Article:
Going Forward

Provider Digest No. 2
Provider Digest No. 2


Corus was my first interaction design project with an international team. Starting from the research, I relearnt a lot of things that I know about the design process such as user research and Wizard of Oz prototyping methods for mixed reality.

Detailed User Flows and Microinteractions

I believe we could have detailed our app user flows of more in terms of onboarding as well as micro-interactions.

More Prototyping on Smart Light Controlling

While our video prototypes sketched how the system can control the lights of the house, we should also do more research and prototyping to notice the nuances and trade-offs of such scenario. 

Real Candle as a Natural User Interface

In Corus, we used the metaphor of candle holographically, I also see an opportunity to use a real candle as a natural user interface for such applications while it has certain safety trade-offs.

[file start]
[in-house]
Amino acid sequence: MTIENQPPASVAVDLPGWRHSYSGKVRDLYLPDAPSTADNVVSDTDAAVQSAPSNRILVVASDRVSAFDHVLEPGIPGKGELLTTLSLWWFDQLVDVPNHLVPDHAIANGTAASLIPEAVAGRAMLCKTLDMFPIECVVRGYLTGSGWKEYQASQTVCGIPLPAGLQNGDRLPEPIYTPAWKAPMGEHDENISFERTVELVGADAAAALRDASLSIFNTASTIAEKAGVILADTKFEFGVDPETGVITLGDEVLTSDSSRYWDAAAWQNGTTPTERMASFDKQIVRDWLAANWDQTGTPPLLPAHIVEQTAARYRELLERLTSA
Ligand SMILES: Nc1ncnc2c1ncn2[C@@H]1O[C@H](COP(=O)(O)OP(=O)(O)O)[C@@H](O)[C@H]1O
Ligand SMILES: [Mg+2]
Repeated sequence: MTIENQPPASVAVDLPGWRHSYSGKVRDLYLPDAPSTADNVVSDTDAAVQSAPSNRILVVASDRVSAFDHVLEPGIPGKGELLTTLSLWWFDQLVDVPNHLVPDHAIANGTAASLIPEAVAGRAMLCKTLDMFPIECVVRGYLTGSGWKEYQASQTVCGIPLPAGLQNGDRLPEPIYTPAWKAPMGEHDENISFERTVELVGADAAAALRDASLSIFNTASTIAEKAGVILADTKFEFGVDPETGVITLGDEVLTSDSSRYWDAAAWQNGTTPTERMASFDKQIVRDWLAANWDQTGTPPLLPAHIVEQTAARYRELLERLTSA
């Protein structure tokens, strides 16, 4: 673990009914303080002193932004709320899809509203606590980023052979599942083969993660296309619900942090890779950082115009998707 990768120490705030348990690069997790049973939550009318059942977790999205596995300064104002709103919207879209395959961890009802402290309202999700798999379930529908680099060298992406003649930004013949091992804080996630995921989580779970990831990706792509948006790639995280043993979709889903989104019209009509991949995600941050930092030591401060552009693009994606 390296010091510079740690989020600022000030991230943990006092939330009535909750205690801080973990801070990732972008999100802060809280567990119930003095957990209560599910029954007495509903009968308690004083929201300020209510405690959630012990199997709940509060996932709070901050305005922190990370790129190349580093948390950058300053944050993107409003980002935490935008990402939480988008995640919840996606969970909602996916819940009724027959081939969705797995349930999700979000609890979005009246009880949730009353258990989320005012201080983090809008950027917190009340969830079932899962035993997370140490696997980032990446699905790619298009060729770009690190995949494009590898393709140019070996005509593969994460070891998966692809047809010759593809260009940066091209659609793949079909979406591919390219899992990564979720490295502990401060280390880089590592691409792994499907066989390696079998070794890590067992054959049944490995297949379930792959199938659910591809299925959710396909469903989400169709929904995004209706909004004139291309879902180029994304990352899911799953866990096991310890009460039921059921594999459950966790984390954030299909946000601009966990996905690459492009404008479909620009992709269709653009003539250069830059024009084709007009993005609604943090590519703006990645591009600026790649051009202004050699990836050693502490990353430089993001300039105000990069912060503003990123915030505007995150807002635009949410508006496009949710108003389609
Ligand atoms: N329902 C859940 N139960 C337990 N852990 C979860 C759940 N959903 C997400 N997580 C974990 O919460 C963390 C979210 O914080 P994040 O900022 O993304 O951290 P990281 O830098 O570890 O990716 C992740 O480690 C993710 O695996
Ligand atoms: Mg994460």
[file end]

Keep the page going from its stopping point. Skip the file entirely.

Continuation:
Defining the Primary User Group

We started with researching various family contexts surrounding sleep.  We were most interested in cohabitating couples: researching the transitions when two individuals with potentially distinct lifestyles start living together and the adjustments they make to develop a new sleep routine.

Our Preliminary User Group Hypothesis/Questions

Storyboarding Utopias and Dystopias

To share with our interviewees, we have developed provocative interaction scenarios for far future: Utopia for Personal Space & Comfort, Dystopia for Over-indulge Couples.

Journey Mapping the Pain Points